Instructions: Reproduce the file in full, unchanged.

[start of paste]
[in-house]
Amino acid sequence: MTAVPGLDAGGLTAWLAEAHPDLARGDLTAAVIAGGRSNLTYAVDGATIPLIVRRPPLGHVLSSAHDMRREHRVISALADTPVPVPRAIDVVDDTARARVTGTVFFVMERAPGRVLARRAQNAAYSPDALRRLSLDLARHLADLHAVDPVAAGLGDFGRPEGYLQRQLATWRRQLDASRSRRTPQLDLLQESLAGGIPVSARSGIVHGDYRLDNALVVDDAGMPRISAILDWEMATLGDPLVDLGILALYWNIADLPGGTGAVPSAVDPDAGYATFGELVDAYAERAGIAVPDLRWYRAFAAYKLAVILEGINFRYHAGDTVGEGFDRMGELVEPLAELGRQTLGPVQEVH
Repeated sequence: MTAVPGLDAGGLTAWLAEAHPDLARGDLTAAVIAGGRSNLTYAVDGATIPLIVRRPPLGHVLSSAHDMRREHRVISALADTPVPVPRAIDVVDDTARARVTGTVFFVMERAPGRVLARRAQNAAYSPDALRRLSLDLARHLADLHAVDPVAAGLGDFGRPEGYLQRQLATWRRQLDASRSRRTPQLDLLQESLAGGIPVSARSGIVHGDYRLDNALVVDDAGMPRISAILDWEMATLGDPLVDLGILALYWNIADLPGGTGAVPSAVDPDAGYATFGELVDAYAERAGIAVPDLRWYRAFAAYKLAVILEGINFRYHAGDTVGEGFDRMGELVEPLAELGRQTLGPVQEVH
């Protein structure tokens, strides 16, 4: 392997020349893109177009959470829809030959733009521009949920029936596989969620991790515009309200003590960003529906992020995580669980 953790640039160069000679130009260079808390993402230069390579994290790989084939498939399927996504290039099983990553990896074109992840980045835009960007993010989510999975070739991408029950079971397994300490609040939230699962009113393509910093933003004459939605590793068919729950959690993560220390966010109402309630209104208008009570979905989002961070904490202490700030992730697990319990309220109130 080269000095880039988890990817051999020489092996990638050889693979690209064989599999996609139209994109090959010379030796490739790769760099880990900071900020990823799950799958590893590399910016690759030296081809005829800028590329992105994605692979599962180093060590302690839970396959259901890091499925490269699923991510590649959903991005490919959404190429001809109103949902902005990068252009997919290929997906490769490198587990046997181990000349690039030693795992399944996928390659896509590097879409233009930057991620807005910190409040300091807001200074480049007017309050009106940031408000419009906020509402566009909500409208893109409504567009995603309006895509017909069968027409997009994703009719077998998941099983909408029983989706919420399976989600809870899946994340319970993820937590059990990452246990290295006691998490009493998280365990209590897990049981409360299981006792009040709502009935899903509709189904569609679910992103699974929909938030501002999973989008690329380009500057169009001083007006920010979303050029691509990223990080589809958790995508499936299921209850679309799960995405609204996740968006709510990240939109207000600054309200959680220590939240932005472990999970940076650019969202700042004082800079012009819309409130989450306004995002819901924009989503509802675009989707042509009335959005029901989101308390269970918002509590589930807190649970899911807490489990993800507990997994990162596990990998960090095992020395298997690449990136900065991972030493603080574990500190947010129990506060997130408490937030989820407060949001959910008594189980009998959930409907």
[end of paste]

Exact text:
[in-house]
Amino acid sequence: MTAVPGLDAGGLTAWLAEAHPDLARGDLTAAVIAGGRSNLTYAVDGATIPLIVRRPPLGHVLSSAHDMRREHRVISALADTPVPVPRAIDVVDDTARARVTGTVFFVMERAPGRVLARRAQNAAYSPDALRRLSLDLARHLADLHAVDPVAAGLGDFGRPEGYLQRQLATWRRQLDASRSRRTPQLDLLQESLAGGIPVSARSGIVHGDYRLDNALVVDDAGMPRISAILDWEMATLGDPLVDLGILALYWNIADLPGGTGAVPSAVDPDAGYATFGELVDAYAERAGIAVPDLRWYRAFAAYKLAVILEGINFRYHAGDTVGEGFDRMGELVEPLAELGRQTLGPVQEVH
Repeated sequence: MTAVPGLDAGGLTAWLAEAHPDLARGDLTAAVIAGGRSNLTYAVDGATIPLIVRRPPLGHVLSSAHDMRREHRVISALADTPVPVPRAIDVVDDTARARVTGTVFFVMERAPGRVLARRAQNAAYSPDALRRLSLDLARHLADLHAVDPVAAGLGDFGRPEGYLQRQLATWRRQLDASRSRRTPQLDLLQESLAGGIPVSARSGIVHGDYRLDNALVVDDAGMPRISAILDWEMATLGDPLVDLGILALYWNIADLPGGTGAVPSAVDPDAGYATFGELVDAYAERAGIAVPDLRWYRAFAAYKLAVILEGINFRYHAGDTVGEGFDRMGELVEPLAELGRQTLGPVQEVH
């Protein structure tokens, strides 16, 4: 392997020349893109177009959470829809030959733009521009949920029936596989969620991790515009309200003590960003529906992020995580669980 953790640039160069000679130009260079808390993402230069390579994290790989084939498939399927996504290039099983990553990896074109992840980045835009960007993010989510999975070739991408029950079971397994300490609040939230699962009113393509910093933003004459939605590793068919729950959690993560220390966010109402309630209104208008009570979905989002961070904490202490700030992730697990319990309220109130 080269000095880039988890990817051999020489092996990638050889693979690209064989599999996609139209994109090959010379030796490739790769760099880990900071900020990823799950799958590893590399910016690759030296081809005829800028590329992105994605692979599962180093060590302690839970396959259901890091499925490269699923991510590649959903991005490919959404190429001809109103949902902005990068252009997919290929997906490769490198587990046997181990000349690039030693795992399944996928390659896509590097879409233009930057991620807005910190409040300091807001200074480049007017309050009106940031408000419009906020509402566009909500409208893109409504567009995603309006895509017909069968027409997009994703009719077998998941099983909408029983989706919420399976989600809870899946994340319970993820937590059990990452246990290295006691998490009493998280365990209590897990049981409360299981006792009040709502009935899903509709189904569609679910992103699974929909938030501002999973989008690329380009500057169009001083007006920010979303050029691509990223990080589809958790995508499936299921209850679309799960995405609204996740968006709510990240939109207000600054309200959680220590939240932005472990999970940076650019969202700042004082800079012009819309409130989450306004995002819901924009989503509802675009989707042509009335959005029901989101308390269970918002509590589930807190649970899911807490489990993800507990997994990162596990990998960090095992020395298997690449990136900065991972030493603080574990500190947010129990506060997130408490937030989820407060949001959910008594189980009998959930409907």